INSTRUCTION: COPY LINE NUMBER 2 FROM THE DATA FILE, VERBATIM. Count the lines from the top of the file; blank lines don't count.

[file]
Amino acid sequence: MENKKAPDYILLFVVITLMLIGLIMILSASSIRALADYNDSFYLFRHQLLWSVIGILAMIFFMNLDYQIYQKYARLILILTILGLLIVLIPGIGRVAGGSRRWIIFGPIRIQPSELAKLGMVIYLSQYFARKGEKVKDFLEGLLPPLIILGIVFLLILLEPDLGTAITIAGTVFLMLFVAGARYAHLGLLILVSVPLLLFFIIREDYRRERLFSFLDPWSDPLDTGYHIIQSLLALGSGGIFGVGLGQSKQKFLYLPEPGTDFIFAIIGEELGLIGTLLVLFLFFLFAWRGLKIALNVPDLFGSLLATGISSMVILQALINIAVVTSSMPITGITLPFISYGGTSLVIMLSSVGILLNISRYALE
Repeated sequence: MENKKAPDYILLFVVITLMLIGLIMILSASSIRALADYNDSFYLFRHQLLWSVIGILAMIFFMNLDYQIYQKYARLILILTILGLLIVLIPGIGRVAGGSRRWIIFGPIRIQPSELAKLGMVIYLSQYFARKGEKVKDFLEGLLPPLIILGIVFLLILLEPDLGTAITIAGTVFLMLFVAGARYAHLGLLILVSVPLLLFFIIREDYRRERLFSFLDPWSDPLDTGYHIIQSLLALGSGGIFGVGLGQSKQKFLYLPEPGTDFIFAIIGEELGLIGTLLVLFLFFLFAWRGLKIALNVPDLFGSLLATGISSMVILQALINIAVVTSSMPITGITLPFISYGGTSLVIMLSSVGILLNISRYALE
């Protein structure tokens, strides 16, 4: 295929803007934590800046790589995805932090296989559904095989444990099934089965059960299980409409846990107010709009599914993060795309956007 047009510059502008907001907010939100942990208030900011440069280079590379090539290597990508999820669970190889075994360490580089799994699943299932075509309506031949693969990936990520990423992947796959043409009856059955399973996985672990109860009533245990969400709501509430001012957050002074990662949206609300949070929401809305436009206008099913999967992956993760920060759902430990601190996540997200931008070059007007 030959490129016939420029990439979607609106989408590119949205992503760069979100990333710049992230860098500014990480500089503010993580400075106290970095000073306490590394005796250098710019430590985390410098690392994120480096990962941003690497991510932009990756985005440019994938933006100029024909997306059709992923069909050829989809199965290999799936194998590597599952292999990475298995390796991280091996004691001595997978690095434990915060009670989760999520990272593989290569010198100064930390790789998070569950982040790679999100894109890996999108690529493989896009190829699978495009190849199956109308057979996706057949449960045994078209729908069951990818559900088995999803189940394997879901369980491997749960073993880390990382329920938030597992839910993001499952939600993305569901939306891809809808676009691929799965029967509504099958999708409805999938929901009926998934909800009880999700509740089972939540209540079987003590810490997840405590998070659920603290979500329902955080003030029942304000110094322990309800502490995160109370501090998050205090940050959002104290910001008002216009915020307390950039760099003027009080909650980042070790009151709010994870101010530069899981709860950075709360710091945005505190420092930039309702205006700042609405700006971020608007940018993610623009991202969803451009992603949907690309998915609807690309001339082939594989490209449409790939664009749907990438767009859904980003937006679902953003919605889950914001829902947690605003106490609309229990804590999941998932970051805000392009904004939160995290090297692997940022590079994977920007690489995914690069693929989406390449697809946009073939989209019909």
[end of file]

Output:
Repeated sequence: MENKKAPDYILLFVVITLMLIGLIMILSASSIRALADYNDSFYLFRHQLLWSVIGILAMIFFMNLDYQIYQKYARLILILTILGLLIVLIPGIGRVAGGSRRWIIFGPIRIQPSELAKLGMVIYLSQYFARKGEKVKDFLEGLLPPLIILGIVFLLILLEPDLGTAITIAGTVFLMLFVAGARYAHLGLLILVSVPLLLFFIIREDYRRERLFSFLDPWSDPLDTGYHIIQSLLALGSGGIFGVGLGQSKQKFLYLPEPGTDFIFAIIGEELGLIGTLLVLFLFFLFAWRGLKIALNVPDLFGSLLATGISSMVILQALINIAVVTSSMPITGITLPFISYGGTSLVIMLSSVGILLNISRYALE